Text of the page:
NEW YORK (AP) — Chrys may be an old dog, but Cindy Kumpfbeck is happy to lead her through her old tricks: darting, climbing and leaping through an obstacle course, with what hair she has flying.
Twelve years old and recently recovered from spleen cancer, the Chinese crested dog was one of the rarer, and older, contestants in Saturday’s Westminster Kennel Club agility contest. And to Kumpfbeck, Chrys shows that all sorts of dogs can master the sport — including hairless toy breeds that most people consider delicate lap pets.
“A lot of people don’t do much with them, but they’re actually very athletic little dogs,” said Kumpfbeck, of Ronkonkoma, New York.
Some 330 dogs entered the agility competition, a recent and fast-growing addition to the nation’s premiere canine event. The roster grew more than 45 percent from Westminster’s first agility contest last year, even though the club made it tougher this year to qualify, requiring hopefuls to have a higher level of agility titles.
The competitors span 74 breeds and varieties. While many come from herding or sporting backgrounds — border collies and Shetland sheepdogs made up more than a quarter of the entrants — less obviously athletic breeds such as pugs and French bulldogs also compete. Half the 330 entrants are at least 7, middle-aged or older for most dogs.
Some 15 hopefuls are not one breed at all: The agility event allowed mixed-breed dogs to return to Westminster last year for the first time since the show’s early years, a development hailed as a gesture of inclusivity toward everyday dogs.
Stanley, a 5-pound, wiry terrier mix, soared over jumps as though he’d been bred to do it. But when Stephanie Thies of Pleasant Ridge, Michigan, adopted him from a shelter organization four years ago, he was so nervous he’d barely go outside, let alone compete in front of an audience at the Piers in Manhattan.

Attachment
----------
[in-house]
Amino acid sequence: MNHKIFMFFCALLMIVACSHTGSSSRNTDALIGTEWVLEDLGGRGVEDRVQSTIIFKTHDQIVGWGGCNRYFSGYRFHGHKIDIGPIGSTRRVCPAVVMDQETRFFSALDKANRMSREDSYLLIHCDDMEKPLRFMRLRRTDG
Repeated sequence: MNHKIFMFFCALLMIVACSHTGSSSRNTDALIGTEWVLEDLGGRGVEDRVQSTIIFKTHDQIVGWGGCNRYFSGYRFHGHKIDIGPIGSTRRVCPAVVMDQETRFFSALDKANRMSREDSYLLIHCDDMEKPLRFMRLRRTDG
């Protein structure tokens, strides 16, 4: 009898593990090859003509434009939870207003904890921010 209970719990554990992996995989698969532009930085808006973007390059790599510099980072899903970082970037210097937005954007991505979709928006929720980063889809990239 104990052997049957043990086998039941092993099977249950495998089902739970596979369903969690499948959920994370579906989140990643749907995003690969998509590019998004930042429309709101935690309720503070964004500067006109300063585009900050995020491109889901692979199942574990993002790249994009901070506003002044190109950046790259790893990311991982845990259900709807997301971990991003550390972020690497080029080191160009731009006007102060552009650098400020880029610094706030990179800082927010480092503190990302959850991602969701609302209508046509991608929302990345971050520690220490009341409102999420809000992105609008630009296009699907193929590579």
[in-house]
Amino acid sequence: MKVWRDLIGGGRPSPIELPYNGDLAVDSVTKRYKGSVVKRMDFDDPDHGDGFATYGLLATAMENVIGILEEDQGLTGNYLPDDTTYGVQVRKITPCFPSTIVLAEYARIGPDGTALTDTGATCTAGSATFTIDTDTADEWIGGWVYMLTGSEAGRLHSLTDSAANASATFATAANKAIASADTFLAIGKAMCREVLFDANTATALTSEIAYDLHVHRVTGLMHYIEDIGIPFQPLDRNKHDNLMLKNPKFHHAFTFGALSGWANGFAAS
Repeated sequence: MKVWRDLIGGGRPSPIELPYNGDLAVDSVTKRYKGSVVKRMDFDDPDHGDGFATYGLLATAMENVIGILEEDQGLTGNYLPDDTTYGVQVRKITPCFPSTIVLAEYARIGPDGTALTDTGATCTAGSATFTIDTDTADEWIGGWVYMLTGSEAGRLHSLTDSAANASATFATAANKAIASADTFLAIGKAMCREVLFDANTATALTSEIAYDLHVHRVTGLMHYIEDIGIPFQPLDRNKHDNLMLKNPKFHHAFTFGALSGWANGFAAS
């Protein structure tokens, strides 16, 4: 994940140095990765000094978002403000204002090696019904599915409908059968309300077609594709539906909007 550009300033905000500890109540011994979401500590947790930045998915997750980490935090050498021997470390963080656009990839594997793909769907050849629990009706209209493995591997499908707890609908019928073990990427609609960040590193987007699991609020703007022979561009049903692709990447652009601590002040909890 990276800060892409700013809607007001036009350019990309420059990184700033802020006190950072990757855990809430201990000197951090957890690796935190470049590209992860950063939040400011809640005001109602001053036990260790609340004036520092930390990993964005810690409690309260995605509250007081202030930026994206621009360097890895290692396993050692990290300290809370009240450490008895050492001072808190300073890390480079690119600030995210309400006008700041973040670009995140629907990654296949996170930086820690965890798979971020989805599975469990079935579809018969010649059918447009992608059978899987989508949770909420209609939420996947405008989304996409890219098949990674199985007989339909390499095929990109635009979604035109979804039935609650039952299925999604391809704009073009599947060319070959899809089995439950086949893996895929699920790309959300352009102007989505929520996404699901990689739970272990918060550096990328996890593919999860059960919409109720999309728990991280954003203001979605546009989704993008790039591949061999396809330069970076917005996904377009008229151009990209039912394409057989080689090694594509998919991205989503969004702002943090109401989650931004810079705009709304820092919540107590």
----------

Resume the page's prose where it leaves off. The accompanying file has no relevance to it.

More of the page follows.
Their teamwork in agility helped Stanley learn to trust that Thies would always look out for him, and now “he’s very confident, very outgoing,” she said as he licked a visitor’s hand.
Fans say the sport also can help excitable dogs channel their energy. It builds a bond between the animals and their handlers, who use voice and body signals to guide the animals through a complex route of jumps, tunnels, ramps.
“It’s an interspecies communication,” says Dr. Colleen Copelan, who was preparing for the contest with her Labrador retrievers, Maggie and Lacey. Besides training and competing in their favorite sport, the Labs put in 50-plus hours a week as therapy dogs with Copelan’s mostly child and adolescent psychiatry patients in Camarillo, California.
For Gus the Maltese, the event Saturday was a highlight and a swansong in an agility career that featured a heap of championship titles. He turned 10 on Saturday, the day of his last competition.
“He’ll miss the excitement of it,” says owner and handler, Maggie Schoolar of Austin, Texas. “When we’re done for the day, he runs with his paws in his sleep.”
The all-day contest’s championship round was set for Saturday evening. Parts of the competition will be televised from noon to 2 p.m. Sunday on Fox Sports 1.